The number of South Sudanese fleeing their homes is alarming, the Office of the UN High Commission for Refugees (UNHCR) has said,
It said 1.6 million people have either been displaced or fled to neighbouring countries in the past eight months ago.
“A famine produced by the vicious combination of fighting and drought is now driving the world’s fastest growing refugee crisis,” the spokesperson for the office, Babar Baloch, said.
Baloch added that “the rate of new displacement is alarming, representing an impossible burden on a region that is significantly poorer and which is fast running short of resources to cope.
“Refugees from South Sudan are crossing the borders to the neighbouring countries.
“The majority of them go to Uganda where new arrivals spiked from 2,000 per day to 6,000 per day in February, and currently average more than 2,800 people per day.
“The situation is now critical; recent rains are making the humanitarian situation more difficult,” he warned.
The UN agency reiterated its calls for financial support, saying aid for South Sudanese refugees is only eight per cent funded at 781.8 million dollars.
“The situation in Uganda is a first and major test of the commitments made at the Summit for Refugees and Migrants last September”, the spokesperson said.
The head of the UN peacekeeping mission in the South Sudan (UNMISS), David Shearer, told a meeting of the African Union Peace and Security Council on South Sudan, that the security situation in the country was worsening, and national authorities are not taking action.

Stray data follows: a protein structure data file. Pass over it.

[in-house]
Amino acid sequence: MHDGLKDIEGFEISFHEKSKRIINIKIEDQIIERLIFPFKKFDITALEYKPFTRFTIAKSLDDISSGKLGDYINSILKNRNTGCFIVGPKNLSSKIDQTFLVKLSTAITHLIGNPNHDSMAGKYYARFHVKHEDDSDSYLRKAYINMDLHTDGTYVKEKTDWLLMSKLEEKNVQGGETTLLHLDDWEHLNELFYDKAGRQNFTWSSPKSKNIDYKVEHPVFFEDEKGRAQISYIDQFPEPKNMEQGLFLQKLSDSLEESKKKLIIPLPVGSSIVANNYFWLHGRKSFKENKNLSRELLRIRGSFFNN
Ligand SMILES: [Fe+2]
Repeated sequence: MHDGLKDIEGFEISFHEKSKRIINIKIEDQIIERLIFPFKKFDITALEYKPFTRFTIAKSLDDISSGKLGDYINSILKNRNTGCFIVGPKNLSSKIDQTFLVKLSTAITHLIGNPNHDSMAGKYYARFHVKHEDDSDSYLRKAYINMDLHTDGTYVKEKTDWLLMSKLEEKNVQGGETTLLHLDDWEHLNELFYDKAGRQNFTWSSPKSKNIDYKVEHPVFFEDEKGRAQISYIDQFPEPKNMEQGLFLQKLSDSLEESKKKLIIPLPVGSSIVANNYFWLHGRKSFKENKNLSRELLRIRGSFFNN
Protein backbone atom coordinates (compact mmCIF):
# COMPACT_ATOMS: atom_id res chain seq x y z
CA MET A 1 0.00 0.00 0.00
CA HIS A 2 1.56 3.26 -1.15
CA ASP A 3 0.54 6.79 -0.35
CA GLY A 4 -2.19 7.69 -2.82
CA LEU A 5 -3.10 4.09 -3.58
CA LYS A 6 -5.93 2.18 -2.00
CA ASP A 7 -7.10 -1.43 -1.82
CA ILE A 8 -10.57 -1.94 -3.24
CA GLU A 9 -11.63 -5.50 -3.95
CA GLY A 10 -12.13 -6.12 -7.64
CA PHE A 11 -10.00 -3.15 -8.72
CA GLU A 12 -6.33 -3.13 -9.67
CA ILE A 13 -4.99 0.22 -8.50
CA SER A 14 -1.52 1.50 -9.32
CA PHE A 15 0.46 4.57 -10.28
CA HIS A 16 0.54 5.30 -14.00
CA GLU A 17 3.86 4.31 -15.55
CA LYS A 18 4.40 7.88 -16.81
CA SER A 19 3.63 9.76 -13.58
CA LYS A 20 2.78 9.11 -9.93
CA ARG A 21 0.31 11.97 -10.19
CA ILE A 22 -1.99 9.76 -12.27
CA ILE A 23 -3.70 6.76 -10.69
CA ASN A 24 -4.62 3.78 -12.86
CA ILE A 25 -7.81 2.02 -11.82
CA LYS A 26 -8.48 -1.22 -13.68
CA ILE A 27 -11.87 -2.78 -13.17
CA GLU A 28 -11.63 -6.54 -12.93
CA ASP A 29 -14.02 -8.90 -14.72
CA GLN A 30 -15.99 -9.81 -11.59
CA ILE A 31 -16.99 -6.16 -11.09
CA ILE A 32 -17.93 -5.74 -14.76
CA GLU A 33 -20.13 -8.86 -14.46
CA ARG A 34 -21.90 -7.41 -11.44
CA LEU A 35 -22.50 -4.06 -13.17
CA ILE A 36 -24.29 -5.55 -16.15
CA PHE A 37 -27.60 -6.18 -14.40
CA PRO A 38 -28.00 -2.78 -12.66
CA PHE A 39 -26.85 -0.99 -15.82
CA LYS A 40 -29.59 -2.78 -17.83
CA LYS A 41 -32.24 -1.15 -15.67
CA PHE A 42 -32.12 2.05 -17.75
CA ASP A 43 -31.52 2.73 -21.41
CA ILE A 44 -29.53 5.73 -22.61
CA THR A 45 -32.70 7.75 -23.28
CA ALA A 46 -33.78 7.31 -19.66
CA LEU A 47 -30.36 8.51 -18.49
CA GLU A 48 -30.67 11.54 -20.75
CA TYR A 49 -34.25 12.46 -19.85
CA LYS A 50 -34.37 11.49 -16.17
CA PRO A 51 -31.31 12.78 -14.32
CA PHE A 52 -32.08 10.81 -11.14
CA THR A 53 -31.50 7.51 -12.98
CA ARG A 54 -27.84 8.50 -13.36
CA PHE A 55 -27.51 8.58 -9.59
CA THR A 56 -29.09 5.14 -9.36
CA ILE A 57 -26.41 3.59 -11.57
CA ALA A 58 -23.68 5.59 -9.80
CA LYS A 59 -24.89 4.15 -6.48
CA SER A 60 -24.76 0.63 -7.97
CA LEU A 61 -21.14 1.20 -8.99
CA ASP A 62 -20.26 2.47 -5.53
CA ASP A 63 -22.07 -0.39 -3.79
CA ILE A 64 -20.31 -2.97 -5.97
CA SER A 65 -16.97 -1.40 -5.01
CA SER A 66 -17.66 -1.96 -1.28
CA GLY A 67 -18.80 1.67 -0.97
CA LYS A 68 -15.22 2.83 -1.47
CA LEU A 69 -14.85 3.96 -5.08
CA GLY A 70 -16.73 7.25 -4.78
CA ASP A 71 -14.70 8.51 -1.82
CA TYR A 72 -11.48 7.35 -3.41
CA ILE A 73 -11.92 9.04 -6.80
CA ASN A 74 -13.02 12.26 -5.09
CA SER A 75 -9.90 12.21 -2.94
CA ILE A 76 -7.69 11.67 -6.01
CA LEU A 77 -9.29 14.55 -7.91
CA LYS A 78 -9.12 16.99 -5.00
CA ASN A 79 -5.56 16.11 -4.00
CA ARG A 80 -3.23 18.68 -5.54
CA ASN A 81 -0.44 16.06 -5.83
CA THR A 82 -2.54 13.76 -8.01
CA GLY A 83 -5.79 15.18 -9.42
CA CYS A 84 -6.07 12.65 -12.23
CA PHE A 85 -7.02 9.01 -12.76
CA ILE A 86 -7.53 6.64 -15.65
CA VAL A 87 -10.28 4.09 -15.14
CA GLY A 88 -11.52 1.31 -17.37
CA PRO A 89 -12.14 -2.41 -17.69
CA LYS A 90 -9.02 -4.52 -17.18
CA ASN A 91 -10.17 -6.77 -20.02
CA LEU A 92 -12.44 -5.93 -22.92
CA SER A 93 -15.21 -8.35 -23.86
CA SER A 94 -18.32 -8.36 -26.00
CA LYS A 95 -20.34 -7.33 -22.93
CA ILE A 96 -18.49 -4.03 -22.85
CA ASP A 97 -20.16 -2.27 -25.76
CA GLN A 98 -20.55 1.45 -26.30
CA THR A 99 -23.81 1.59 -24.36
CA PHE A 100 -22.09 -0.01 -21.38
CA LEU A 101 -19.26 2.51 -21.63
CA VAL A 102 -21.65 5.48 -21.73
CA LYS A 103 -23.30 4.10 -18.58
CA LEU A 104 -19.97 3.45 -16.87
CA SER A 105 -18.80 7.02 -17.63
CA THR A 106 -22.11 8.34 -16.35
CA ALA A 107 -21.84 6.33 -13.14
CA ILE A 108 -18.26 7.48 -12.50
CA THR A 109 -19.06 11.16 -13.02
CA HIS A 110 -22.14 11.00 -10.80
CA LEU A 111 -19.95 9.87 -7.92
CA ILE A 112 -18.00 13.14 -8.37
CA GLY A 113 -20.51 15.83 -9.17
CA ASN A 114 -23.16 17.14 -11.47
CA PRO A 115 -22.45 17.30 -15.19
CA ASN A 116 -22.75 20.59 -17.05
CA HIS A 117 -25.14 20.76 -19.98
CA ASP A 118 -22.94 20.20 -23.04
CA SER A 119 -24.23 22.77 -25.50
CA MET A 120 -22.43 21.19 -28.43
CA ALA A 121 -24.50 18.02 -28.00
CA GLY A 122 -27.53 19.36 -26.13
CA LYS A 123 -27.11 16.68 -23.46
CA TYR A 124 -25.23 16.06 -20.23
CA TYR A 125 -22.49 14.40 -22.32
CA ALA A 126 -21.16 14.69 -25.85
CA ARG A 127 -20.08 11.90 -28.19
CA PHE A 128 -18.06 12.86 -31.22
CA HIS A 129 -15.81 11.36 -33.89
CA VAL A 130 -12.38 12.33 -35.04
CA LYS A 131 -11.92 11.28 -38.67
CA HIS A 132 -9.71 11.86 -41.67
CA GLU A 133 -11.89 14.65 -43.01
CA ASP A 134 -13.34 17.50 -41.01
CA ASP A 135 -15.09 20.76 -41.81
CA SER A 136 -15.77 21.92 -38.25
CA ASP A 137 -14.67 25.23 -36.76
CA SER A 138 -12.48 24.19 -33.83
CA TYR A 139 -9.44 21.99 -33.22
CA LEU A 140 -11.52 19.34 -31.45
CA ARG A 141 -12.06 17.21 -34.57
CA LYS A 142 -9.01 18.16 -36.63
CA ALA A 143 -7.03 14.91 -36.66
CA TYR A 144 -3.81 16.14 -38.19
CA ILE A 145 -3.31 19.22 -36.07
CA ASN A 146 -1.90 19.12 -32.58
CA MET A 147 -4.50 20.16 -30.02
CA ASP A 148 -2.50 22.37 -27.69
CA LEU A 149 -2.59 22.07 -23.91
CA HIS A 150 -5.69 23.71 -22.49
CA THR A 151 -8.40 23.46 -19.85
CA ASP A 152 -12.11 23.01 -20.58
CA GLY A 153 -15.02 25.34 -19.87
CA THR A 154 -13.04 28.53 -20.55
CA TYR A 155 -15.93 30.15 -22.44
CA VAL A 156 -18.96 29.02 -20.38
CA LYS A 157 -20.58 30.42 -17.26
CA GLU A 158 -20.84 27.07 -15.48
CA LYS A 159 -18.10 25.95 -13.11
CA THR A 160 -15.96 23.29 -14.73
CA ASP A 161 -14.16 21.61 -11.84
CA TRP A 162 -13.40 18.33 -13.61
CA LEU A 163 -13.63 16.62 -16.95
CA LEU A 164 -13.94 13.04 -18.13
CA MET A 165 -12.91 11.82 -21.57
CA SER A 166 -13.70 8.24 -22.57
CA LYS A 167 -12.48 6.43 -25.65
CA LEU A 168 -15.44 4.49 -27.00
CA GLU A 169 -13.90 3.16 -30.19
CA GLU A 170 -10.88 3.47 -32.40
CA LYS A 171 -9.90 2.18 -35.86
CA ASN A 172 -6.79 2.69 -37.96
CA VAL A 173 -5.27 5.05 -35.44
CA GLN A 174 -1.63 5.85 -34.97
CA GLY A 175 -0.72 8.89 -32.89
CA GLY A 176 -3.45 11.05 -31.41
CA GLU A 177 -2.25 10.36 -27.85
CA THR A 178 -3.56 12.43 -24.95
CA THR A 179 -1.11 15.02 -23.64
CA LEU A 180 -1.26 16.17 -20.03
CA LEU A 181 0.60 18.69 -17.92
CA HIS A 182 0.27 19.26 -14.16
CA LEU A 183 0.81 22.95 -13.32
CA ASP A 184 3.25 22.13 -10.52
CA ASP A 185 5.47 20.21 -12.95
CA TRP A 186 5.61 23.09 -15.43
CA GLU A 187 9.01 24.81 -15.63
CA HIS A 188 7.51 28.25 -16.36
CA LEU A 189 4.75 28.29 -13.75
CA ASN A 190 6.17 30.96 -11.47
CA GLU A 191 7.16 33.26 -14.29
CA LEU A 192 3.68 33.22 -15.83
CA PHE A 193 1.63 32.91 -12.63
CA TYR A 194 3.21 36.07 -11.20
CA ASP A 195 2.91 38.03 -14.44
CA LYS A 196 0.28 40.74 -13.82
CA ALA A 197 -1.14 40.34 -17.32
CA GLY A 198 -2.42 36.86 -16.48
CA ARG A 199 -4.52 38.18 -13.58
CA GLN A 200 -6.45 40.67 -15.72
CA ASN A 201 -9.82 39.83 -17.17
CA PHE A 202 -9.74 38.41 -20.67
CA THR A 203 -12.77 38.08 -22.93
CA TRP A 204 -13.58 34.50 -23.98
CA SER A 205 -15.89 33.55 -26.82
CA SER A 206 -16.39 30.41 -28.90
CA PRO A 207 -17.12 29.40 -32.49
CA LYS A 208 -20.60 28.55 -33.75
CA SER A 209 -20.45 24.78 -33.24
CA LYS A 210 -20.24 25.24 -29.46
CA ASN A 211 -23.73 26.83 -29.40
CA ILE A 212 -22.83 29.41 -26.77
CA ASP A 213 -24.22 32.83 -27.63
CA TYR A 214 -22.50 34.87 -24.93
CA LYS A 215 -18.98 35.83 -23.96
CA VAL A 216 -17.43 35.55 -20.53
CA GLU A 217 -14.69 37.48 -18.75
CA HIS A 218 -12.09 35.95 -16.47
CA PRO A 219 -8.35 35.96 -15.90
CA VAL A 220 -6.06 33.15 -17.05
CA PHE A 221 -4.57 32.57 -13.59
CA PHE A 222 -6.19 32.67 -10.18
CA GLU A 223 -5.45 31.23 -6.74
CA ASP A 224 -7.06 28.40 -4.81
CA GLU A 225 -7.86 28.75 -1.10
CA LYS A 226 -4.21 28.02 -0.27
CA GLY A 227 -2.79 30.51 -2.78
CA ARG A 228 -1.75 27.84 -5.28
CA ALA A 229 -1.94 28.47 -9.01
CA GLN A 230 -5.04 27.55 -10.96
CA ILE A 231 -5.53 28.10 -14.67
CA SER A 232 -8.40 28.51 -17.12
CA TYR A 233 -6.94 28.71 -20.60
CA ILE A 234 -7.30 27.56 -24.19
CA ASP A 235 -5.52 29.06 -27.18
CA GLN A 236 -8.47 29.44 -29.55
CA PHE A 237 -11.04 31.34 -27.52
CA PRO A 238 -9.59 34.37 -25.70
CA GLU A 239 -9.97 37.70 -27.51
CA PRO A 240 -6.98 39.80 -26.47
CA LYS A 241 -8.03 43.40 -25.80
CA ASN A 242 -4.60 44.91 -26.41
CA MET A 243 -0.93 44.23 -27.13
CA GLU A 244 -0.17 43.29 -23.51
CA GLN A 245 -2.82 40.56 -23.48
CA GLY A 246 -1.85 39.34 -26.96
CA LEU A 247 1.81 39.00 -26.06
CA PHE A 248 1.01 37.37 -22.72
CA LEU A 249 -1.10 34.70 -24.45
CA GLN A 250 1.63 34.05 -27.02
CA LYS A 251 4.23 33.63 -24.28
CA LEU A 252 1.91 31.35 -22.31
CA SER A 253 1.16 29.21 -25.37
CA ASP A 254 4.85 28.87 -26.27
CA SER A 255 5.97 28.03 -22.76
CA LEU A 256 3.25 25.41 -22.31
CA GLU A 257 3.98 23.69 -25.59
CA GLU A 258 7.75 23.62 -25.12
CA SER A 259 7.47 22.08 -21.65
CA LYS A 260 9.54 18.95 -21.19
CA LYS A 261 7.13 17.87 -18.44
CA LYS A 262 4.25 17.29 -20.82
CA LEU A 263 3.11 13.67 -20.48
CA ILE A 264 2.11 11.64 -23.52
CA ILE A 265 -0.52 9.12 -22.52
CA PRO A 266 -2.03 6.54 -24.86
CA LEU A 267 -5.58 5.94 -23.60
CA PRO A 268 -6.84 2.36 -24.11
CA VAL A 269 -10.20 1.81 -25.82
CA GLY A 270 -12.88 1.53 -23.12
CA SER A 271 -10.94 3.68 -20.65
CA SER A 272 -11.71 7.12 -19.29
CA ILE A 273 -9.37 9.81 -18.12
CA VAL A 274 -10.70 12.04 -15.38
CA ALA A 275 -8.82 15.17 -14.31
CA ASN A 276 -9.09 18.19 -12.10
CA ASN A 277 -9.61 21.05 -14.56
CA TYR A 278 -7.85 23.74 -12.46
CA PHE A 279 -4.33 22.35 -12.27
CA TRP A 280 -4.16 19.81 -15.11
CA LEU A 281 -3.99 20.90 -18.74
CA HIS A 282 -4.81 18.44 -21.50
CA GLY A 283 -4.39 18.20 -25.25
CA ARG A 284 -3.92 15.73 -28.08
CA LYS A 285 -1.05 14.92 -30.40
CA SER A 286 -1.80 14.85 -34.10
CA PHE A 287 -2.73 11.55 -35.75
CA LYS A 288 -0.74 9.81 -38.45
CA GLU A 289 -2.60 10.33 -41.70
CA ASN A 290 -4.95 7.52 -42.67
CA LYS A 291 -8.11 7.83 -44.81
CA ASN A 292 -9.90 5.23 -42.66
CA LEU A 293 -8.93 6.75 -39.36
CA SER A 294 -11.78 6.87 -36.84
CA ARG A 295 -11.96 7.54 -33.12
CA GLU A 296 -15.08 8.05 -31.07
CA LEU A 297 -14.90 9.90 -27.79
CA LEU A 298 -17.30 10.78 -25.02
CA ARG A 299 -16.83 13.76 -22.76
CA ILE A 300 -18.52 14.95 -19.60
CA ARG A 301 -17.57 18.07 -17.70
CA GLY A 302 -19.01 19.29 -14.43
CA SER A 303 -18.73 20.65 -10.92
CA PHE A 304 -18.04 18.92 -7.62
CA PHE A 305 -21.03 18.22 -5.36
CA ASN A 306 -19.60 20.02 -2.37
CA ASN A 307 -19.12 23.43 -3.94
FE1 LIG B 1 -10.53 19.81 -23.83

“The situation in South Sudan continues to deteriorate and generate profound human suffering for the population of that country, suffering in which local and ethnic divisions have been exploited for political ends,” Shearer warned.
He added that the recent escalation of fighting in Equatorial, considered the food basket of South Sudan, has led to a significant displacement of civilians and disrupted food production for the country.
The UNMISS head said intense fighting was also reported in the Upper Nile while satellite imagery showed much of one town, Wau Shilluk, destroyed and deserted.
He reiterated concerns about the humanitarian situation in the country, calling the ongoing crisis “entirely man-made”.
He said an estimated 100,000 people are facing starvation and an additional one million are classified as being on the brink of famine.
Shearer, who is also the Special Representative of the Secretary-General in the country, urged access for humanitarian organisations and the UN mission.